16. Biomimetic Cationic Nanoparticles Based on Silica: Optimizing Bilayer Deposition from Lipid Films

    Directory of Open Access Journals (Sweden)

    Rodrigo T. Ribeiro

    2017-10-01

    Full Text Available The optimization of bilayer coverage on particles is important for a variety of biomedical applications, such as drug, vaccine, and genetic material delivery. This work aims at optimizing the deposition of cationic bilayers on silica over a range of experimental conditions for the intervening medium and two different assemblies for the cationic lipid, namely, lipid films or pre-formed lipid bilayer fragments. The lipid adsorption on silica in situ over a range of added lipid concentrations was determined from elemental analysis of carbon, hydrogen, and nitrogen and related to the colloidal stability, sizing, zeta potential, and polydispersity of the silica/lipid nanoparticles. Superior bilayer deposition took place from lipid films, whereas adsorption from pre-formed bilayer fragments yielded limiting adsorption below the levels expected for bilayer adsorption.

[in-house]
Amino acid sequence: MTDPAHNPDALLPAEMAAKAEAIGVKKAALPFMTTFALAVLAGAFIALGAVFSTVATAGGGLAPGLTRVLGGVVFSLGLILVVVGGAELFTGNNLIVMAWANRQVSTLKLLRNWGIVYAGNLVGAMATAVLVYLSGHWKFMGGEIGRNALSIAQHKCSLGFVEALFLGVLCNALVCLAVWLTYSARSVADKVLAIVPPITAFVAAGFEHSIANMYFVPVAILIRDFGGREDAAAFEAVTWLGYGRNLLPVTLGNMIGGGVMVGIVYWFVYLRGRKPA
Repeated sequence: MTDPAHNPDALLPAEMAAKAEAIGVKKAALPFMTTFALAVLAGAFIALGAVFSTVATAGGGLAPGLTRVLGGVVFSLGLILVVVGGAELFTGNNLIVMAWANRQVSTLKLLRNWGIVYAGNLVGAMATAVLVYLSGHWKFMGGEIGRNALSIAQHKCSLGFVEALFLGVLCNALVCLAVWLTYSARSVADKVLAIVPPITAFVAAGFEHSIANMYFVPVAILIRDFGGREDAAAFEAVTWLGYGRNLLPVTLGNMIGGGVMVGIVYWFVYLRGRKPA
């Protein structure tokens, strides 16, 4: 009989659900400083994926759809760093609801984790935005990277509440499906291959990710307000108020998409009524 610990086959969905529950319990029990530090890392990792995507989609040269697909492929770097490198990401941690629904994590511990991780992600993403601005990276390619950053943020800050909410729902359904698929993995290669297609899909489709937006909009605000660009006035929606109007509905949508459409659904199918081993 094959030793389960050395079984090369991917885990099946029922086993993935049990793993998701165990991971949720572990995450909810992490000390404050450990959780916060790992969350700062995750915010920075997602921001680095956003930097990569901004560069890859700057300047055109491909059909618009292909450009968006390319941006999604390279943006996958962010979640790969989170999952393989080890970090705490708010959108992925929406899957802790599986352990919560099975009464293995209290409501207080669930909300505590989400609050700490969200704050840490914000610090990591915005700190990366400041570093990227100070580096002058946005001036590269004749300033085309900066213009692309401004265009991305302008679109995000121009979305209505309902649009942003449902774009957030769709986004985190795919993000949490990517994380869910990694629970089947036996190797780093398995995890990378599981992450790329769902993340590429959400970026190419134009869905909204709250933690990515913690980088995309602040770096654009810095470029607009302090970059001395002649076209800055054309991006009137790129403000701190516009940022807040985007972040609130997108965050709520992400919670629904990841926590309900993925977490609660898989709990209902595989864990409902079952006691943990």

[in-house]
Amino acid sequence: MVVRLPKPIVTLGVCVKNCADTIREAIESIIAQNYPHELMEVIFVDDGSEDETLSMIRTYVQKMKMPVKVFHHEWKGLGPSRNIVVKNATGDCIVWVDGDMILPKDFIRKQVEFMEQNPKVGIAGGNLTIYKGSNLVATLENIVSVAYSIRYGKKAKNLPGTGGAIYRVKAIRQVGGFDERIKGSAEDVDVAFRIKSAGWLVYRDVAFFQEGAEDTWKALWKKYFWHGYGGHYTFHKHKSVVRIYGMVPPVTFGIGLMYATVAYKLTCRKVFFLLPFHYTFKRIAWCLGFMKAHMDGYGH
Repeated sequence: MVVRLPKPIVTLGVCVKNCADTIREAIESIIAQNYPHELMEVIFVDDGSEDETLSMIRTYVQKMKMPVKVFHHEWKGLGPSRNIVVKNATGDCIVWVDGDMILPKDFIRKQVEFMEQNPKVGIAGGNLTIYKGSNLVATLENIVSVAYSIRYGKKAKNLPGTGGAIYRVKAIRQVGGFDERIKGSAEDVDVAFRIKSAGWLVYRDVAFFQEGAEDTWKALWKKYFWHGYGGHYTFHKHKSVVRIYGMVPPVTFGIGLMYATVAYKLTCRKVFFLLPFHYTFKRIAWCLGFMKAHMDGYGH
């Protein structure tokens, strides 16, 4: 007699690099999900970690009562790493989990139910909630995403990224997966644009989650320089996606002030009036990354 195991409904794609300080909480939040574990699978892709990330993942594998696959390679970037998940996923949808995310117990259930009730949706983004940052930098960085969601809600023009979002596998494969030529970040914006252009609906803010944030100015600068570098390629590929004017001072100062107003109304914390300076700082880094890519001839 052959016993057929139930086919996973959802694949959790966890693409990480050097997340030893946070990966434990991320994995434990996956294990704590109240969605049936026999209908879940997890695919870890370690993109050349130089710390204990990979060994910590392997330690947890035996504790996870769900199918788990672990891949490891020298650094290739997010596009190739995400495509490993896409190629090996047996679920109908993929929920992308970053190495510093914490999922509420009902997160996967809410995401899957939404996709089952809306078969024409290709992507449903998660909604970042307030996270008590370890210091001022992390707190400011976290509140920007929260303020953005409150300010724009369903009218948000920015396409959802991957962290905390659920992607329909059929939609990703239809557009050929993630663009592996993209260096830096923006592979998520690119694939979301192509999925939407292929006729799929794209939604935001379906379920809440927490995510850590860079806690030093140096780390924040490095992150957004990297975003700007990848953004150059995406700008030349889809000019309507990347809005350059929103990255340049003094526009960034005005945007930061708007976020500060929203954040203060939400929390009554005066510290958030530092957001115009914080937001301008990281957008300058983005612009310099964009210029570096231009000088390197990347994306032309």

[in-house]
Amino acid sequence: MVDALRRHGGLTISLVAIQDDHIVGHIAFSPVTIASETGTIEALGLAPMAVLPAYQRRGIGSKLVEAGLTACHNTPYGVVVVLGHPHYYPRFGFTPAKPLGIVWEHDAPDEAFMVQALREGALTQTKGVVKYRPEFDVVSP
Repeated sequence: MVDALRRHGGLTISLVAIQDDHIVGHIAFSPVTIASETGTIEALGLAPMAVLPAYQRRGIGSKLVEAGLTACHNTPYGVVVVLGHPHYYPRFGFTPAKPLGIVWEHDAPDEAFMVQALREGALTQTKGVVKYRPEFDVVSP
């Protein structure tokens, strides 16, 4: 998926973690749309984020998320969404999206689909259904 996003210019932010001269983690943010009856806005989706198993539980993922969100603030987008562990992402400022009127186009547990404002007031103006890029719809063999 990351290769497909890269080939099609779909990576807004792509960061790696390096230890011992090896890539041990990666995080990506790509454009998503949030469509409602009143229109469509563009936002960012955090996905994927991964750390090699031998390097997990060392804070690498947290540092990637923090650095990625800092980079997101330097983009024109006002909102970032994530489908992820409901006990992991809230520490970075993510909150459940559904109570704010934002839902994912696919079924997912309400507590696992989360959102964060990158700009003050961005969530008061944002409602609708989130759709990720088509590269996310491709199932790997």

17. Fluid dynamics

    CERN Document Server

    Ruban, Anatoly I

    This is the first book in a four-part series designed to give a comprehensive and coherent description of Fluid Dynamics, starting with chapters on classical theory suitable for an introductory undergraduate lecture course, and then progressing through more advanced material up to the level of modern research in the field. The present Part 1 consists of four chapters. Chapter 1 begins with a discussion of Continuum Hypothesis, which is followed by an introduction to macroscopic functions, the velocity vector, pressure, density, and enthalpy. We then analyse the forces acting inside a fluid, and deduce the Navier-Stokes equations for incompressible and compressible fluids in Cartesian and curvilinear coordinates. In Chapter 2 we study the properties of a number of flows that are presented by the so-called exact solutions of the Navier-Stokes equations, including the Couette flow between two parallel plates, Hagen-Poiseuille flow through a pipe, and Karman flow above an infinite rotating disk. Chapter 3 is d...